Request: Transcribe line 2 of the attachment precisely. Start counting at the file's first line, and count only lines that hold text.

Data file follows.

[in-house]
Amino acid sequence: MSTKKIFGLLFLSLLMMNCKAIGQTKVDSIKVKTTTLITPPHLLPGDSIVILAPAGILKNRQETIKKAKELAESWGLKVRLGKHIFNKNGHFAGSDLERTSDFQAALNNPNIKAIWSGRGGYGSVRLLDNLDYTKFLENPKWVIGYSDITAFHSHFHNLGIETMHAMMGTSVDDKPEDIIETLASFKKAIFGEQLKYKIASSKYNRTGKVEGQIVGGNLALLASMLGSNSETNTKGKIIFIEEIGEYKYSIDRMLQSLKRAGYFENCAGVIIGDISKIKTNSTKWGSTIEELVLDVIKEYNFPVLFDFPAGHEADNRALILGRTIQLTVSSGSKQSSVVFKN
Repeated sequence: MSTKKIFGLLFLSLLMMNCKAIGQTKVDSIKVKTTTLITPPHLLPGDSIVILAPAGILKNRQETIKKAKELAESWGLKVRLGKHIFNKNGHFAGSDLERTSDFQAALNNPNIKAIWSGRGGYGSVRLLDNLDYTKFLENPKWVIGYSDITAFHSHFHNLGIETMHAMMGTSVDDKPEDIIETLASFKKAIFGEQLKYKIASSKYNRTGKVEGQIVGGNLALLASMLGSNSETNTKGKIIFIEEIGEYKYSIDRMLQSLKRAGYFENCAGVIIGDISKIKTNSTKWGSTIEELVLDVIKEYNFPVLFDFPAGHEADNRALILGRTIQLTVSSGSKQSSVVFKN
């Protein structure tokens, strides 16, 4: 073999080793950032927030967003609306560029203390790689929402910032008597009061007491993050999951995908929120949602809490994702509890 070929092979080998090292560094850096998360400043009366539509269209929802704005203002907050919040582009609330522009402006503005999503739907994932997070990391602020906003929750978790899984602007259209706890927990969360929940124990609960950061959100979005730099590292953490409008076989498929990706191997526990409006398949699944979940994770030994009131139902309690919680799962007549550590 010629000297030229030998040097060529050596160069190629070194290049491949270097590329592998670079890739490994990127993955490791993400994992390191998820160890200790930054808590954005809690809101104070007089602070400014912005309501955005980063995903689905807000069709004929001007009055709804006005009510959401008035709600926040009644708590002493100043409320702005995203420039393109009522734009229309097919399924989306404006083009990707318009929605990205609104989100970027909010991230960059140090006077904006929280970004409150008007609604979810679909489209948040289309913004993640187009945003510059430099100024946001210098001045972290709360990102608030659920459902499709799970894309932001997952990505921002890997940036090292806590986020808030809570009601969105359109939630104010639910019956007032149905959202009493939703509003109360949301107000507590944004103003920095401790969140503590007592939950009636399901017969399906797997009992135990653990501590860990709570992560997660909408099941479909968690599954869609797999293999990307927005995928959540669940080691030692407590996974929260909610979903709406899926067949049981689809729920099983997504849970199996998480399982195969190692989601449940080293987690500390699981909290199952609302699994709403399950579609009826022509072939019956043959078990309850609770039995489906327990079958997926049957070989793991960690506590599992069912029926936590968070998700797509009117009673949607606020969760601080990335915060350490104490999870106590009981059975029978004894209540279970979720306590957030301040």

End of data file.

Amino acid sequence: MSTKKIFGLLFLSLLMMNCKAIGQTKVDSIKVKTTTLITPPHLLPGDSIVILAPAGILKNRQETIKKAKELAESWGLKVRLGKHIFNKNGHFAGSDLERTSDFQAALNNPNIKAIWSGRGGYGSVRLLDNLDYTKFLENPKWVIGYSDITAFHSHFHNLGIETMHAMMGTSVDDKPEDIIETLASFKKAIFGEQLKYKIASSKYNRTGKVEGQIVGGNLALLASMLGSNSETNTKGKIIFIEEIGEYKYSIDRMLQSLKRAGYFENCAGVIIGDISKIKTNSTKWGSTIEELVLDVIKEYNFPVLFDFPAGHEADNRALILGRTIQLTVSSGSKQSSVVFKN